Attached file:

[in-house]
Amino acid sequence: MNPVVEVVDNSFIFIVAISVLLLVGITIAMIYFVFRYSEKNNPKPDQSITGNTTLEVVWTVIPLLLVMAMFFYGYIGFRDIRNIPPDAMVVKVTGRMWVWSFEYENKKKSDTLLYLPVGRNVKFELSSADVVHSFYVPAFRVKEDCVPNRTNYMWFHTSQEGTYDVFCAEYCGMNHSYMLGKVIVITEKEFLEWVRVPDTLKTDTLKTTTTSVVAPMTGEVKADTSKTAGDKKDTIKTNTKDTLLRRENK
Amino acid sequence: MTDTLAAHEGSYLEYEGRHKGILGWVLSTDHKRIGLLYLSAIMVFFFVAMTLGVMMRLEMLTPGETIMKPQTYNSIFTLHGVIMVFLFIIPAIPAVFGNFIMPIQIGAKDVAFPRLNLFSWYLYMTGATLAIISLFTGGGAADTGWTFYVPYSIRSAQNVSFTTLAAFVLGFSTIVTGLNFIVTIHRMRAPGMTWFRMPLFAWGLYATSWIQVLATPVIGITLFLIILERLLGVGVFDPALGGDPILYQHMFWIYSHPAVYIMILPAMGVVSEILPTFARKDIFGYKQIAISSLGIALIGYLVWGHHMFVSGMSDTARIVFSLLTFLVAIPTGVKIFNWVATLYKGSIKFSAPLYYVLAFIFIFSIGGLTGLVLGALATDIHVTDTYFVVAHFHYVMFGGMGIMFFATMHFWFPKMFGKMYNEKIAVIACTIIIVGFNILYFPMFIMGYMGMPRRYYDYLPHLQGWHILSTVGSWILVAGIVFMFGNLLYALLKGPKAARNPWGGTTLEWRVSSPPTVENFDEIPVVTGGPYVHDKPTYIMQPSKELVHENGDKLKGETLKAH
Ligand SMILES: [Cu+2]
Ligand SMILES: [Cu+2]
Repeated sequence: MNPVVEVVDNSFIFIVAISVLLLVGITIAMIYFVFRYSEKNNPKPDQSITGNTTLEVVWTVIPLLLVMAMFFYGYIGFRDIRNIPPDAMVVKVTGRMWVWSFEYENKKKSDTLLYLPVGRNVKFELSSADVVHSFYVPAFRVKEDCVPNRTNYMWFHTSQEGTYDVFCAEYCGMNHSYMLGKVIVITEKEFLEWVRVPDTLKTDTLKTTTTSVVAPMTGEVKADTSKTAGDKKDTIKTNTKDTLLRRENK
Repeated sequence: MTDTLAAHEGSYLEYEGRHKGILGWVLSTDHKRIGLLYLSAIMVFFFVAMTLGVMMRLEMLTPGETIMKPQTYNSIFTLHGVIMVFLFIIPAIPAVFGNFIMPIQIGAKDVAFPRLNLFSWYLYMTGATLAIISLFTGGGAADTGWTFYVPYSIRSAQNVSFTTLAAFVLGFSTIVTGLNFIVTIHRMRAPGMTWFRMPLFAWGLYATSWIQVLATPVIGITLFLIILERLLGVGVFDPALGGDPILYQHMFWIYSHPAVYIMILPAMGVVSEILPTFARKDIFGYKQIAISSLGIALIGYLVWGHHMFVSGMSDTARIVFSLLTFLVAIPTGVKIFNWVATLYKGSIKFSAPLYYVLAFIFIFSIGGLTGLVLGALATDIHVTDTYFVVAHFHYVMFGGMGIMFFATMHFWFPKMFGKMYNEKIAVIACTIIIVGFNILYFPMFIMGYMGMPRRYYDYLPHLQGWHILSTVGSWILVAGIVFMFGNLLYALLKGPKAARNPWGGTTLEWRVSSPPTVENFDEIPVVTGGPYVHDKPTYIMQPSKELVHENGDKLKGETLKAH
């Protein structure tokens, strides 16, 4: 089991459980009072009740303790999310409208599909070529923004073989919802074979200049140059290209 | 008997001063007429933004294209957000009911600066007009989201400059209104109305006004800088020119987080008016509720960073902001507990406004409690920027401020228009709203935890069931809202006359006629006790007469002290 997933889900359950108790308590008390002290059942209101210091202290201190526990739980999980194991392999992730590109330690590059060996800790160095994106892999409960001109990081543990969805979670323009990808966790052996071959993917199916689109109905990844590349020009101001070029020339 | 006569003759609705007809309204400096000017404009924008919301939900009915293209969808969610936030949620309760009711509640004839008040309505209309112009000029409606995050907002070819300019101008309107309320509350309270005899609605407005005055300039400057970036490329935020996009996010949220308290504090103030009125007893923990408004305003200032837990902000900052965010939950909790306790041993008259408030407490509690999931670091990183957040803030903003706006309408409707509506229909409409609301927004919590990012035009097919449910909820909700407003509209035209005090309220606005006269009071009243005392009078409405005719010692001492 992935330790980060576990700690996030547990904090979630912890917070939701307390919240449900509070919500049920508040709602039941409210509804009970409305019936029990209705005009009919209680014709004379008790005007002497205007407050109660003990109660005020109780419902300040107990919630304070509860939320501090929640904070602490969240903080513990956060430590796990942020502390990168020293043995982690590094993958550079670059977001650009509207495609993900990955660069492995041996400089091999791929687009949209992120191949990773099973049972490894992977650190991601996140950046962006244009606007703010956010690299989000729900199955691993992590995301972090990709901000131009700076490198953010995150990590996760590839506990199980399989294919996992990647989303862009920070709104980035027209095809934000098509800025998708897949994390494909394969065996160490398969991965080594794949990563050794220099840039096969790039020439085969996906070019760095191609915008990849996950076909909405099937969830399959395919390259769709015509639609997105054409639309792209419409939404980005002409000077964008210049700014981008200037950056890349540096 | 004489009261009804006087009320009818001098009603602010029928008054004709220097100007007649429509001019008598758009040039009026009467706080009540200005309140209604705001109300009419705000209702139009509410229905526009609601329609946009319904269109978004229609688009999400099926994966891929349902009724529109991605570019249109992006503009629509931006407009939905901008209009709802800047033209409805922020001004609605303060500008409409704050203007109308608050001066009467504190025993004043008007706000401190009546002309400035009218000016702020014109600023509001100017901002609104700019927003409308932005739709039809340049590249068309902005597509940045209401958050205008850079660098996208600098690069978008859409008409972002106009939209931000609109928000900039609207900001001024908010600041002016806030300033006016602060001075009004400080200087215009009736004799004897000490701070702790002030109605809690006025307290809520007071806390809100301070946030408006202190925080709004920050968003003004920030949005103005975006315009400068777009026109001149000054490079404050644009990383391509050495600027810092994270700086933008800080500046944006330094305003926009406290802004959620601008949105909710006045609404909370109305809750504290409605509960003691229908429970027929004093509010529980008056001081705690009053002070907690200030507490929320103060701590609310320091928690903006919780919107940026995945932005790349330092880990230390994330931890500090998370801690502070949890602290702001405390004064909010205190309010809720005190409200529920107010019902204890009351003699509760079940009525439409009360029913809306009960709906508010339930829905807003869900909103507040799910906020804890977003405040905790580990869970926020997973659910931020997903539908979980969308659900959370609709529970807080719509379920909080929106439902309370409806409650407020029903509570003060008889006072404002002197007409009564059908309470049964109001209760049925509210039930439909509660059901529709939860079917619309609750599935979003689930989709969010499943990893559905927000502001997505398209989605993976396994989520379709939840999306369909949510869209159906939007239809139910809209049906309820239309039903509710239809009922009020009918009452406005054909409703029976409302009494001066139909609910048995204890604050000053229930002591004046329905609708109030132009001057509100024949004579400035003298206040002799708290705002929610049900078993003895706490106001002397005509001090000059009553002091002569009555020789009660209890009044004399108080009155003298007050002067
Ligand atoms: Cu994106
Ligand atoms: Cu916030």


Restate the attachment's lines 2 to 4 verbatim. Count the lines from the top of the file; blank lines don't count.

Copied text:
Amino acid sequence: MNPVVEVVDNSFIFIVAISVLLLVGITIAMIYFVFRYSEKNNPKPDQSITGNTTLEVVWTVIPLLLVMAMFFYGYIGFRDIRNIPPDAMVVKVTGRMWVWSFEYENKKKSDTLLYLPVGRNVKFELSSADVVHSFYVPAFRVKEDCVPNRTNYMWFHTSQEGTYDVFCAEYCGMNHSYMLGKVIVITEKEFLEWVRVPDTLKTDTLKTTTTSVVAPMTGEVKADTSKTAGDKKDTIKTNTKDTLLRRENK
Amino acid sequence: MTDTLAAHEGSYLEYEGRHKGILGWVLSTDHKRIGLLYLSAIMVFFFVAMTLGVMMRLEMLTPGETIMKPQTYNSIFTLHGVIMVFLFIIPAIPAVFGNFIMPIQIGAKDVAFPRLNLFSWYLYMTGATLAIISLFTGGGAADTGWTFYVPYSIRSAQNVSFTTLAAFVLGFSTIVTGLNFIVTIHRMRAPGMTWFRMPLFAWGLYATSWIQVLATPVIGITLFLIILERLLGVGVFDPALGGDPILYQHMFWIYSHPAVYIMILPAMGVVSEILPTFARKDIFGYKQIAISSLGIALIGYLVWGHHMFVSGMSDTARIVFSLLTFLVAIPTGVKIFNWVATLYKGSIKFSAPLYYVLAFIFIFSIGGLTGLVLGALATDIHVTDTYFVVAHFHYVMFGGMGIMFFATMHFWFPKMFGKMYNEKIAVIACTIIIVGFNILYFPMFIMGYMGMPRRYYDYLPHLQGWHILSTVGSWILVAGIVFMFGNLLYALLKGPKAARNPWGGTTLEWRVSSPPTVENFDEIPVVTGGPYVHDKPTYIMQPSKELVHENGDKLKGETLKAH
Ligand SMILES: [Cu+2]